For more information about vCenter High Availability Options please follow a post here.

Conclusion

vCenter is a crucial component of VMware infrastructure that we should protect. Unfortunately, currently there are not native vCenter features to protect itself so we have to use mentioned availability options. I hope that VMware adds some additional possibilities in the near future.

Update 09.2016: During VMworld 2016 US, VMware announced some new features in vSphere 6.5. There will be some native replication and monitoring for VCSA as follows:

  1. Active/Passive HA functionality for vCenter (VCSA only).
  2. Builtin monitoring web interface for the VCSA.
  3. Builtin backup/restore of all VCSA configuration.
  4. VMware Update Manager integrated in VCSA (no Windows required).

9 thoughts on “vCenter is down - impact on VMware infrastructure.

  1. Magnus

    As far as i know vSphere HA will not protect VMs that was powered on when vCenter Server is down but all VMs that were powered on before vCenter Server failed are protected as you said.

    Reply
    1. Mariusz Post author

      Hi Magnus,

      yes, that's true. At least it worked as you mentioned in vSphere 5.x. I haven't tested it in 6.0. I've updated the post. Thanks.

      Reply
  2. Larry

    Thank you for this write-up.

    While availability have never really been an issue for us, since vcsa runs in vMSC. However, we've had a lot of problems with things happens in the vcsa itself. Bugs, disks fills up (5.5), services not starting etc. That kind of stuff is much harder to mitigate. VM image backups not running is the biggest issue for us in those cases.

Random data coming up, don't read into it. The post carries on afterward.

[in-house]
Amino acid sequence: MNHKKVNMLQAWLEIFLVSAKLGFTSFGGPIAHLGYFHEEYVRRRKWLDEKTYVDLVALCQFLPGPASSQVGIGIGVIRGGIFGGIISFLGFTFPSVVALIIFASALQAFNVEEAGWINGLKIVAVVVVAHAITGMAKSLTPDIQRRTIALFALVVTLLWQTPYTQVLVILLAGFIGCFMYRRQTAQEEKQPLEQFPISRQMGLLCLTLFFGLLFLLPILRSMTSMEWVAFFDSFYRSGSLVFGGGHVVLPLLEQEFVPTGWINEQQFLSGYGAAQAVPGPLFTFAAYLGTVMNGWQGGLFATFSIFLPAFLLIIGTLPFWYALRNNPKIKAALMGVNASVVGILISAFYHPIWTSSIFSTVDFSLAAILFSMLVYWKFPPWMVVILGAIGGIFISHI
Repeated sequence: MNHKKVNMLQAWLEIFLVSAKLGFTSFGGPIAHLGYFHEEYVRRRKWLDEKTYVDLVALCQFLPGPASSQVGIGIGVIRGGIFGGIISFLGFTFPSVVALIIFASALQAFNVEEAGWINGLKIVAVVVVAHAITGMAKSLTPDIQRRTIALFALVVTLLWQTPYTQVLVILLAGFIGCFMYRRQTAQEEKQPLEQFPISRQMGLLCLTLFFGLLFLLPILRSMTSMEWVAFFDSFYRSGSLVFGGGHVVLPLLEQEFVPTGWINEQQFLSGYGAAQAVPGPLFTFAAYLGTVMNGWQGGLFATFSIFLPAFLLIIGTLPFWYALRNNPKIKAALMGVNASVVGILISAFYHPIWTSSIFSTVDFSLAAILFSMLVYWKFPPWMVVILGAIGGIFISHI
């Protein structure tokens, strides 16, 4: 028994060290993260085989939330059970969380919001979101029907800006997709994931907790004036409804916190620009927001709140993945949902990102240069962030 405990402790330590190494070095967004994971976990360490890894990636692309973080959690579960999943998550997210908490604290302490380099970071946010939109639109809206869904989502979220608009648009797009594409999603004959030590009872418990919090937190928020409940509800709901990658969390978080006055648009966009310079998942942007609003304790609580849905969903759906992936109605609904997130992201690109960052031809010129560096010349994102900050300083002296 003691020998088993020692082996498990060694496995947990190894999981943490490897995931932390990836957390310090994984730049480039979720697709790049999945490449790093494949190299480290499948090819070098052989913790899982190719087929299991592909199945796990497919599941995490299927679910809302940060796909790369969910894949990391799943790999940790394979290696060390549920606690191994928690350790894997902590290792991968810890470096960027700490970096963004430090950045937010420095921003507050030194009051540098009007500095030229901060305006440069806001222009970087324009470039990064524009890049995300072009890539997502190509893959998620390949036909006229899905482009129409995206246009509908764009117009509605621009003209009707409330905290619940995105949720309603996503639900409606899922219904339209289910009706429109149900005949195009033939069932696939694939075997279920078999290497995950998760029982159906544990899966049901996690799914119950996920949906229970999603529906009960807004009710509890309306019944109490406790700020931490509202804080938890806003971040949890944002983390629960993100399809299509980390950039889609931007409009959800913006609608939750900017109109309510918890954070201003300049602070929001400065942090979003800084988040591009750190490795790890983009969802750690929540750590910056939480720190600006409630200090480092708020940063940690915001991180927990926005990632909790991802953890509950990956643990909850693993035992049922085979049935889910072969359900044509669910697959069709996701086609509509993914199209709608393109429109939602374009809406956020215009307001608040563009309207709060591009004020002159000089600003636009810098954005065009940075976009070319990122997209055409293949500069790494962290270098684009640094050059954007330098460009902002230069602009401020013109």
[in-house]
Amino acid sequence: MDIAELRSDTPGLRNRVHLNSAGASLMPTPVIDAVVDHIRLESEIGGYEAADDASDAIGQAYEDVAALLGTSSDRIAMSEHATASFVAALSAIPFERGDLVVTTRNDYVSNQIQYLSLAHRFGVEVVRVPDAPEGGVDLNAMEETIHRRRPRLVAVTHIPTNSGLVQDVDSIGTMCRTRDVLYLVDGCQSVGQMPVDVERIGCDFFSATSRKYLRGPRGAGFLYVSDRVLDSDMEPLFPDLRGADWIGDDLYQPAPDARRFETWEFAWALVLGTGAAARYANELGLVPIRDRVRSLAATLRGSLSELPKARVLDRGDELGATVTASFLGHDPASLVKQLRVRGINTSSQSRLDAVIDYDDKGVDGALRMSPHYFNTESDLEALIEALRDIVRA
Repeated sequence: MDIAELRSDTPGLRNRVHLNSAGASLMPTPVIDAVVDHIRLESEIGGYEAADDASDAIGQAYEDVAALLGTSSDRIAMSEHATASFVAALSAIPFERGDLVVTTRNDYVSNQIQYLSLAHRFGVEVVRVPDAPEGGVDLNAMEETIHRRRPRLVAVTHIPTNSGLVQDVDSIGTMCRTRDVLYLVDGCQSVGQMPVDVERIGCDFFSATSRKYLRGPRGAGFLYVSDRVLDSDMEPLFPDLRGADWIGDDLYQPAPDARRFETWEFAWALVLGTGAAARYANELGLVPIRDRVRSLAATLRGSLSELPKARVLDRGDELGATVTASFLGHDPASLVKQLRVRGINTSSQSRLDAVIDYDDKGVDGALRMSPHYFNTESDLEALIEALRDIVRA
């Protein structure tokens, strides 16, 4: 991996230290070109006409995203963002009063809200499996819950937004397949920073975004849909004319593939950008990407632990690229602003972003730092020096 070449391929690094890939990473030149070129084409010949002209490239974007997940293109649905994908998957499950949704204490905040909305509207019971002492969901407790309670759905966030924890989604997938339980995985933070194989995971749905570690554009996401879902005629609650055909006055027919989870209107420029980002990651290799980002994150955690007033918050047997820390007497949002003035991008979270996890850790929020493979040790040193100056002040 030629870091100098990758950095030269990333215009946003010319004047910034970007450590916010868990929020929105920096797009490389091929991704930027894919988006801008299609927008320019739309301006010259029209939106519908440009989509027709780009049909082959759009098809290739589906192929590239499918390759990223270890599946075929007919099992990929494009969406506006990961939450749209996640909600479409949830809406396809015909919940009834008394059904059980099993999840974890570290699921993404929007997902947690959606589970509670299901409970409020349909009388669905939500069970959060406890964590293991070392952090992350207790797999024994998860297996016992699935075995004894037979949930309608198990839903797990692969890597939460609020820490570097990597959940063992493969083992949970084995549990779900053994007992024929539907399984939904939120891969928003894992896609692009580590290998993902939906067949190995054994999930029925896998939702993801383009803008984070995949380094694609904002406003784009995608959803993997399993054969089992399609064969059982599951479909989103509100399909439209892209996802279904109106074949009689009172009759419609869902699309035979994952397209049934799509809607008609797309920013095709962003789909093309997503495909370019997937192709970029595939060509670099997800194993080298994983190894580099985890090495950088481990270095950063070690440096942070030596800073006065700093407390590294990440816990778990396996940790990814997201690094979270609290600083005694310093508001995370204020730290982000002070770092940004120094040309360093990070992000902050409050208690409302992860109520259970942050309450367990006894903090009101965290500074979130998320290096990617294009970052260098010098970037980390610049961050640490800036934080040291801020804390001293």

I hope VMware makes VCSA more stable, more resilient, better support, more/better KB's.

    Reply
  3. Kalpesh Patel

    This is an excellent article on what functionality may become unavailable in case vCenter is not available.

    VMWare now days in good deal recommends deploying VCSA now that 6.0 version or better of it is on pair with the Windows based brother when it comes to core capabilities. Has there been any discussion as to how to future proof VCSA against corrupt OS and or database? I like to see more discussion of it. This I believe historically has been the least spoken of but that also dictate the strength of protection of the infrastructure.

    Reply
    1. Mariusz Post author

      Hi,

      I haven't seen such discussion but certainly, there are already taken into considerations such features by VMware. As you said VMware recommends "appliances direction" and native load balancing/replication methods (e.g. we can observe it in vROps, PSC) so VCSA probably will be the next.

      Reply
  4. Jason

    We run Juniper's firefly/vGW product which is now thankfully discontinued. However a fun feature we found is that if the SD (security designer) is unable to contact the vcenter server it'll take ALL the servers out of their policy groups, and move them into the default group.

    Now we setup our default group as a deny any/any, since we didn't want any servers to magically work, but rather their naming conventions define their roles to fit into the network, and what they can access (it's so nice to move away from the old days of separate networks ala VLANs) but boy were we surprised when we first had a vcenter outage, followed by a full on site outage.

    It's really bothersome, but now our default group is to permit any/any inbound and outbound as Juniper has offered no solution for this issue. And worse, they never do reply as to why this is even a feature.

    Reply